Relapse and Learning to Give Back
After working with Pioneer, I moved and was involved in a very abusive relationship. I started drinking to numb myself again. For some reason I had it in my head that if I was only drinking alcohol and not doing hard drugs, I was doing OK. Well, that behavior is a slippery slope and I learned the hard way because I ended up using hard drugs again, getting arrested and serving two more years in prison.
After prison, I ended up being sent to Pioneer’s work release again and participated in the Roadmap to Success job-readiness training program. Through the employment program I heard about Pioneer’s Food Services division and an open position for a cook. I interviewed with Chris Murphy, director of Food Services for the job and he ended up offering me the position. Sadly, I turned it down as I accepted a job with another restaurant. However, shortly after I was hired a young employee found out about my criminal record and told all the young staff who taunted and teased me about it at work. My privacy had been breached and I did not need the additional shame, so I immediately called Chris for help.
It was a lucky break, as Chris had an opening for a food delivery driver. He understood my situation and wanted to give me a chance. I took the driver job and after two years, I moved into the cook position. When I got into another bad relationship and started to falter, Chris helped me get into Pioneer’s clean and sober Tacoma Housing program to provide me with a safe housing situation that had structure. Chris believed in me and after some time I was promoted to the kitchen manager position in the new Tacoma kitchen where I work today. Chris has always been my mental cheerleader. Now it is my turn to give back and mentor trainees that are struggling with their past. It’s a part of my job that I take very seriously.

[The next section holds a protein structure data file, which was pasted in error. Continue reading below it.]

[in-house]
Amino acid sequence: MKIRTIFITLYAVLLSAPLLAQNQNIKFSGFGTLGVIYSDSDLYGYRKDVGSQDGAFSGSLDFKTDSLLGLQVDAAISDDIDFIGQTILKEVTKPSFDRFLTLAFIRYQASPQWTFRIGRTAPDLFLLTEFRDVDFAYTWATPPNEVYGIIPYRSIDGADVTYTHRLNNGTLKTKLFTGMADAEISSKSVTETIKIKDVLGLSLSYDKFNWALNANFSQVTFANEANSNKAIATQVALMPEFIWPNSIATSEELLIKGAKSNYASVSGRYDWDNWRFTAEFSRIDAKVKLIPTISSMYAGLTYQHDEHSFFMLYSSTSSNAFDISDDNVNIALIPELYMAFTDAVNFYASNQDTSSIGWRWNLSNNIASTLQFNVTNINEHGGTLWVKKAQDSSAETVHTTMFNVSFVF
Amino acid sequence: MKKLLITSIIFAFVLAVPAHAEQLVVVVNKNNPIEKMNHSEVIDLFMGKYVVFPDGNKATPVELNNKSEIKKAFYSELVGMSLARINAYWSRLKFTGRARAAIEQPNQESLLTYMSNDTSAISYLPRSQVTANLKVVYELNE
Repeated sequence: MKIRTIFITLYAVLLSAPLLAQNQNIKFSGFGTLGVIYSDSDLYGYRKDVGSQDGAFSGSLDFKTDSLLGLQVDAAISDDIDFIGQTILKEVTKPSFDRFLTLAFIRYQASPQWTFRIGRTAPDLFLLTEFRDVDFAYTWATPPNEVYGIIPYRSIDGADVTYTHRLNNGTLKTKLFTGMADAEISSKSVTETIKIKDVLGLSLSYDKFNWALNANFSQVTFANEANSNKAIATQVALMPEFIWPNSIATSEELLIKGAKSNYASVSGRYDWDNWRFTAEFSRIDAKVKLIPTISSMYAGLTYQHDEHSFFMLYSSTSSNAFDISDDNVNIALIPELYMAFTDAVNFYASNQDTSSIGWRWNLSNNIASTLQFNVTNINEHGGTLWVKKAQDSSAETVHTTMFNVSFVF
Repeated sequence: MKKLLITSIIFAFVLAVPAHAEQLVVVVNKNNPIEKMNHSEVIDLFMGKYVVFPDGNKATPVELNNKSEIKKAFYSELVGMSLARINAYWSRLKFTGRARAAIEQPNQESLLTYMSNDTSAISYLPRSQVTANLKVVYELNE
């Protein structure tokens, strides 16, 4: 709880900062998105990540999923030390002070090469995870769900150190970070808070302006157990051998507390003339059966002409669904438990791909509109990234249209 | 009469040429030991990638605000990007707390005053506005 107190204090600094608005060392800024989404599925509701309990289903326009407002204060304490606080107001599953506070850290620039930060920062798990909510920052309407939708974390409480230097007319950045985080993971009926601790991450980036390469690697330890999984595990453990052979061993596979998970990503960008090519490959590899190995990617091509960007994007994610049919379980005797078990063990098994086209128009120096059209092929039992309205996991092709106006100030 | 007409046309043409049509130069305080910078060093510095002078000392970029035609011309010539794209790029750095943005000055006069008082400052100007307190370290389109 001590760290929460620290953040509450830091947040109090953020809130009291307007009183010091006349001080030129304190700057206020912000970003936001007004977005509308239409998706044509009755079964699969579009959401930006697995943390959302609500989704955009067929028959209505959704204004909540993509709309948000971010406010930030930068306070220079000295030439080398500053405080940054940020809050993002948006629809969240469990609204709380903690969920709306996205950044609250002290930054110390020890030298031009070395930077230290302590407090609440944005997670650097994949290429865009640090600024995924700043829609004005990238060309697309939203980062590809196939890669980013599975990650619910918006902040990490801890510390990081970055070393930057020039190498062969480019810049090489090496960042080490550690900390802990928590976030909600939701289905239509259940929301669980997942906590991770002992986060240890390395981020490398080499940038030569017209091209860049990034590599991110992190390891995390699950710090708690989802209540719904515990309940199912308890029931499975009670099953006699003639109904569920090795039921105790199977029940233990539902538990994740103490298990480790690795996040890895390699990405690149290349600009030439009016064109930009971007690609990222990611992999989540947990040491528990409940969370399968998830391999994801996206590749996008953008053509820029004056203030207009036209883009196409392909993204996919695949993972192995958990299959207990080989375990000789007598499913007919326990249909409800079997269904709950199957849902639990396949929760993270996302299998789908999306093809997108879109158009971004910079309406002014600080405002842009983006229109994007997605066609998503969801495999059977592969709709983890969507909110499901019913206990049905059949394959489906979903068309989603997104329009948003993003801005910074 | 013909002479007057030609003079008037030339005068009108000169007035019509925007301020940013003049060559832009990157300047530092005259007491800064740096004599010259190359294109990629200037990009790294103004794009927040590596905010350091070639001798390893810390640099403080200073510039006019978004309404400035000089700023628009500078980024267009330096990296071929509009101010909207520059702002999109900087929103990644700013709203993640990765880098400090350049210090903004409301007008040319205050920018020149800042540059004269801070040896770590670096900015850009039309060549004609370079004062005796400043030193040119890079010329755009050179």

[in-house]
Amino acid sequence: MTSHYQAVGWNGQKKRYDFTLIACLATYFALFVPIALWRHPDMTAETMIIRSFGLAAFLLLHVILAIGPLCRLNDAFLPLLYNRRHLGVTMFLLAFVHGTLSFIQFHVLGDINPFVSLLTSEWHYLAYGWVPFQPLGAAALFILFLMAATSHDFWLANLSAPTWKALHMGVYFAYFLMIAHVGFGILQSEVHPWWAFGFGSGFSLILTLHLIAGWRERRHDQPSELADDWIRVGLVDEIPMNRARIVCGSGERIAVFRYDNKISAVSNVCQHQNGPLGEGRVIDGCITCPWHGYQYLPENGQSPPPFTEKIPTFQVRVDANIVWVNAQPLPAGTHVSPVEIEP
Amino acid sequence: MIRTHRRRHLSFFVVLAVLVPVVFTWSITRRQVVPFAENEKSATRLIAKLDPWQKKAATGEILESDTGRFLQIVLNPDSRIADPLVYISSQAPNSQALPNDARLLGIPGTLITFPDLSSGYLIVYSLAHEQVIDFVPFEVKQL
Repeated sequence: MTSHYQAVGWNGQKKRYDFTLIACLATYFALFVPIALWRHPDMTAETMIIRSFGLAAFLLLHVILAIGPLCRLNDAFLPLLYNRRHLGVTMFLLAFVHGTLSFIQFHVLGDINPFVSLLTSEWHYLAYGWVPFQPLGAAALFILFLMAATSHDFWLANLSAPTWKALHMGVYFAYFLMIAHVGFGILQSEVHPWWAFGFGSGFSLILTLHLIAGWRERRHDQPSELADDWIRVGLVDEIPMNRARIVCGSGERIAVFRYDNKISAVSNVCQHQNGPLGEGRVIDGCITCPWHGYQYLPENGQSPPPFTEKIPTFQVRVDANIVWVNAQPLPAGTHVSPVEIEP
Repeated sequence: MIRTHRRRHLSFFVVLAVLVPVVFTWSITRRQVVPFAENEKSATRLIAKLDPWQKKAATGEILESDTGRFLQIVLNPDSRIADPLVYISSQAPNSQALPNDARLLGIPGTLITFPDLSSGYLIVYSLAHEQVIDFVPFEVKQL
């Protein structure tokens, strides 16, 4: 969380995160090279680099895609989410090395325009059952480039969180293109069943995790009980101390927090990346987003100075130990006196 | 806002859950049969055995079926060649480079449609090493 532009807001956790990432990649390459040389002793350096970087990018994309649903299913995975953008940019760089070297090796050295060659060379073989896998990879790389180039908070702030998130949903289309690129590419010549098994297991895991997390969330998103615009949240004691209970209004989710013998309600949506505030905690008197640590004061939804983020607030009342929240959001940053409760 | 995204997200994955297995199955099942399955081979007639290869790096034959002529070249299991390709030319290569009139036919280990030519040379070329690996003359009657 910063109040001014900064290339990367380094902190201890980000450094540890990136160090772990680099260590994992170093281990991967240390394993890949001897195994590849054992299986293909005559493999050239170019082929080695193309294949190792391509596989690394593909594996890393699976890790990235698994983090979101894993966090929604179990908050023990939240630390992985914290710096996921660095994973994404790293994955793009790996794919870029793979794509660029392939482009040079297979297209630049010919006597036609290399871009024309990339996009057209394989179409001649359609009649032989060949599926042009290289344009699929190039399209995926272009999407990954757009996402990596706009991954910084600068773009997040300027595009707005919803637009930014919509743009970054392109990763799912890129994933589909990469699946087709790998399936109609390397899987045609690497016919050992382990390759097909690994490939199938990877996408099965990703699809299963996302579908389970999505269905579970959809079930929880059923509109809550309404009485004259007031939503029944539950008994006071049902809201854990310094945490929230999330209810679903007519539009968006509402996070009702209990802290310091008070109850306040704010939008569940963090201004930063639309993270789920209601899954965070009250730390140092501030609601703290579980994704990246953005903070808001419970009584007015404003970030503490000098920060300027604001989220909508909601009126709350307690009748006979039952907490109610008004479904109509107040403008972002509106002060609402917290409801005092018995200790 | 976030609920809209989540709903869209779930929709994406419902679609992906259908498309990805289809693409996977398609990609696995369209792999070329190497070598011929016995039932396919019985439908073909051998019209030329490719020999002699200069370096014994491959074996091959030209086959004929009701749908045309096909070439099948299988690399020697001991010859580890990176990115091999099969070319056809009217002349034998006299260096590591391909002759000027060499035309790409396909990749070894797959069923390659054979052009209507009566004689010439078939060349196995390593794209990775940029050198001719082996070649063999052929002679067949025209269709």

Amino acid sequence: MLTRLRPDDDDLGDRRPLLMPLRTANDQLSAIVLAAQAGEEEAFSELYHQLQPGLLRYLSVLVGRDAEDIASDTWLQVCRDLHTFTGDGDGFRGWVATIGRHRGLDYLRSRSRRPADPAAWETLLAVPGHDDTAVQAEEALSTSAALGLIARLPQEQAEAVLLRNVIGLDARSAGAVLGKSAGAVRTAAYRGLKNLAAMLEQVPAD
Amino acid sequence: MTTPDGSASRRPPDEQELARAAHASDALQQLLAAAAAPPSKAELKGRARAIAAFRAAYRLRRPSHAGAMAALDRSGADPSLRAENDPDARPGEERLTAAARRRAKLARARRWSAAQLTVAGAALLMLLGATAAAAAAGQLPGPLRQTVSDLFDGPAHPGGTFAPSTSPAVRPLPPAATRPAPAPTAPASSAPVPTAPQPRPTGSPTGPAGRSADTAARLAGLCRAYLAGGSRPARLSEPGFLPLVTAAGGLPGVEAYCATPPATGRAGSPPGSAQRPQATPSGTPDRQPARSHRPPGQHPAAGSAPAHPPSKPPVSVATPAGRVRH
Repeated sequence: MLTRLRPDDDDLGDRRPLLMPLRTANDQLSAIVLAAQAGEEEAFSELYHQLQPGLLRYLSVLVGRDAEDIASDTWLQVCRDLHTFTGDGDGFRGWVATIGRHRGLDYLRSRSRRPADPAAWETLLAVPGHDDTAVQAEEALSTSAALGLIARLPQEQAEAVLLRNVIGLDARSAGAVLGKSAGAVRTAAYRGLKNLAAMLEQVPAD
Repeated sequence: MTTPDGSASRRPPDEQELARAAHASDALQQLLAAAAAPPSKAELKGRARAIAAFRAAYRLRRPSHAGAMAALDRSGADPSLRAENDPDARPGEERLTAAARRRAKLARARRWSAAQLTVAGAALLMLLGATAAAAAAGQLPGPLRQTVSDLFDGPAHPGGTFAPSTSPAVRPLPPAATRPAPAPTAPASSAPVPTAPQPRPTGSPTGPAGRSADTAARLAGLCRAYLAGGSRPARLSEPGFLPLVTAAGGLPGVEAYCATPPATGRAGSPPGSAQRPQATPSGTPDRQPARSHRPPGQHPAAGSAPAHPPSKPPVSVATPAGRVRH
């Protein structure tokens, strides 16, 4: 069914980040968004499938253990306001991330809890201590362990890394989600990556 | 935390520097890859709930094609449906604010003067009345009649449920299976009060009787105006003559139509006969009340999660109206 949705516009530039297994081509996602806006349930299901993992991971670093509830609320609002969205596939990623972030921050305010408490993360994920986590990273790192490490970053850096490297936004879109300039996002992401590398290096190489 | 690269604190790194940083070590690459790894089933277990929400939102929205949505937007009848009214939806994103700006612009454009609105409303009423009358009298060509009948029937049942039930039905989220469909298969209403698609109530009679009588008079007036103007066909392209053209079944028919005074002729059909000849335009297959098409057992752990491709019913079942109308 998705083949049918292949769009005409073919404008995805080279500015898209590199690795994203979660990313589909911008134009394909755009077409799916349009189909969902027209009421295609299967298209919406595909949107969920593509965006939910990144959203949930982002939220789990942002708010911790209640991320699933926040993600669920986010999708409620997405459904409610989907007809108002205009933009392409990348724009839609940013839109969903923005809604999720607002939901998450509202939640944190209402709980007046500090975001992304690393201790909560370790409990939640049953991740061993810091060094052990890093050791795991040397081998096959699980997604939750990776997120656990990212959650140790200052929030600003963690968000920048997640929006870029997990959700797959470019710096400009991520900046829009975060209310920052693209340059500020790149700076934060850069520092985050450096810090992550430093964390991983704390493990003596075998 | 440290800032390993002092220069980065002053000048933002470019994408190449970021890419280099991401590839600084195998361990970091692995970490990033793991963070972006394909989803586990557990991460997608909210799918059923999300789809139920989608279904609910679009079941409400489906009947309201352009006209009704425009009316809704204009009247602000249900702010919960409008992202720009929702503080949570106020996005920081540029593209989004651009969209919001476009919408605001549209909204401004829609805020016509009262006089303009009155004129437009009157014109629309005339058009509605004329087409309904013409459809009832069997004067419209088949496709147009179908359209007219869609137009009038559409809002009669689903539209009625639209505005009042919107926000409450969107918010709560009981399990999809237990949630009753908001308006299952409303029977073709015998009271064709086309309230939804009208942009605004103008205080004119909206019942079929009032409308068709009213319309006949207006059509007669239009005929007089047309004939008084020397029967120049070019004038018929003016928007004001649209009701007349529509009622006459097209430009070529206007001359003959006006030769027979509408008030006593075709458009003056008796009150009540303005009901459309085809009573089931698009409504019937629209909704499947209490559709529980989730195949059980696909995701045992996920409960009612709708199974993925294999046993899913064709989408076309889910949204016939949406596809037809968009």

Chris Murphy stated, “Lana is a mentor and has had such a positive impact on so many people’s lives. Her commitment to sobriety and living her best life shines as an example for everyone that she works with and crosses paths with in the community.”
Reunited With Daughters
After years of being separated from my children because of drugs and being incarcerated, we have reunited and started the healing process. My oldest daughter lives with me now and is going to college. My youngest daughter, who was adopted, had moved with her new family to New Mexico but they moved back to the area a few years ago. I was able to connect with her, meet her adoptive mother and we all spent Christmas together!
Pioneer gave me a second chance and the support that helped me to build up my self-confidence and self-worth. I am proud to state that I have been clean and sober for over three and a half years and I am accountable for my actions. As I work on my recovery journey, attend my support group meetings weekly, and build my career, I am so grateful to know that Pioneer has my back!